The Coming War Over Digital Currencies—What It Means
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The Coming War Over Digital Currencies—What It Means

The war over money is heating up.

By DAREN FONDA
Tue, Sep 21, 2021 1:37pmGrey Clock 10 min

For the first time in more than a century, the dollar’s supremacy is being challenged. The rise of cryptocurrencies and “stablecoins” has spurred a rethinking of what a currency is, who regulates it, and what it means when it’s no longer controlled by a national government. The dollar itself may be getting an overhaul, transformed into a digital currency that can travel instantly around the world, holding up against Bitcoin or any other token.

The old battle lines between national currencies are being redrawn by an onslaught of crypto insurgents. These privately issued currencies are fragmenting monetary systems, banking, and payments. The landscape calls to mind the “wildcat” money era of the mid-1800s, when a scrum of banks supplied their own notes—prompting the Federal Reserve to establish a national currency. Commerce doesn’t run as efficiently without a “no questions asked” currency, and governments risk losing control over fiscal and monetary policies if multiple currencies vie for economic activity.

What kind of upheaval will the new currencies wreak? No one knows. And there are plenty of legitimate use-cases for cryptos and applications built on top of blockchain networks. But the technology is so disruptive that it’s triggering calls for a cascade of new regulations, and it’s spurring governments around the world to think about digitizing their currencies, at least partly to remain relevant and maintain control over their economic interests. The Fed itself is expected to weigh in with its own report in coming days.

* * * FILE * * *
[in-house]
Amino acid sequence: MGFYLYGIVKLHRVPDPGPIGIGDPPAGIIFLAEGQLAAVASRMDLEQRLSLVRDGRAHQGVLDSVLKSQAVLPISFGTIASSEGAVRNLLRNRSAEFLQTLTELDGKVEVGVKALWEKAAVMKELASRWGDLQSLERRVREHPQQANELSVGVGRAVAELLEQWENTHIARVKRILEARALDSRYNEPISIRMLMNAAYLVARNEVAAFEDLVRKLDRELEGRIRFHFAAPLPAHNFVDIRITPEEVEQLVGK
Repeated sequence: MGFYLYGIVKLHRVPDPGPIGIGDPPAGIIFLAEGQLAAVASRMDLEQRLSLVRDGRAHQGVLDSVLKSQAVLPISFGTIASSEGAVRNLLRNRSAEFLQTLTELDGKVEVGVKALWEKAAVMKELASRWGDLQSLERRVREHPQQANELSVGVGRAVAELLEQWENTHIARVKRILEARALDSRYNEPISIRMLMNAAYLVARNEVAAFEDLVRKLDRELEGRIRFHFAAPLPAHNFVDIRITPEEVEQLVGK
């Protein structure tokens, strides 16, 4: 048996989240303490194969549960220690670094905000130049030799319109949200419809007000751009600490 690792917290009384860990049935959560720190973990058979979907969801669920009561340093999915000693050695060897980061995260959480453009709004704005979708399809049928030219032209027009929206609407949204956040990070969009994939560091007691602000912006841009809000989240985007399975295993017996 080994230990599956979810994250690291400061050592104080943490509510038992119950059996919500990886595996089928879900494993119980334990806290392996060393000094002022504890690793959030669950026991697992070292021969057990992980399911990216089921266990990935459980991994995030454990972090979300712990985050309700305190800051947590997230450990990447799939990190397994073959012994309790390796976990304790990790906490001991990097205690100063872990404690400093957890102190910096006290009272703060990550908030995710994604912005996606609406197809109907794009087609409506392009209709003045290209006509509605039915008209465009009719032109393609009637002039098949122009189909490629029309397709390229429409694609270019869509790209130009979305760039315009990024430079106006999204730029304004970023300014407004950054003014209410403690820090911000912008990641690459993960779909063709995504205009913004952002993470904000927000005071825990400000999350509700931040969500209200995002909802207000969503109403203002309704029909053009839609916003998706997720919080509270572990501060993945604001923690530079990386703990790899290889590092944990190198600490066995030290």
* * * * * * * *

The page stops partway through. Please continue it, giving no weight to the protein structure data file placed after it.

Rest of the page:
“The advent of digital currencies may allow people and businesses to get around banks,” says Thomas Hoenig, a former president of the Federal Reserve Bank of Kansas City. “If cryptos become a substitute for the dollar, they could create a separate money environment that would make monetary policies more difficult to implement.”

Cryptos are now worth $2.1 trillion, doubling in value this year alone. Bitcoin, worth nearly $900 billion, recently became legal tender in El Salvador—a controversial monetary shift in the country, but one that may pave a path for other developing nations. Capital is flooding into companies that are building everything from trading platforms to exchanges for trading new digital assets like non-fungible tokens, or NFTs. Investors are also trading tokens on decentralized exchanges like Uniswap, and they’re earning high yields by “staking” their tokens to network operators.

Cryptos and other tokens aren’t (yet) close to denting the $19.4 trillion U.S. money supply or the 50% of international trade that’s invoiced in dollars. One measure of the dollar’s hegemony—its share of central bank reserves—has been declining for 25 years, but at 60% it remains three times that of its closest rival, the euro. Vast markets of global commodities are priced in the dollar. Trillions of dollars in sovereign and commercial debt are pegged to the “risk free” rate of Treasuries.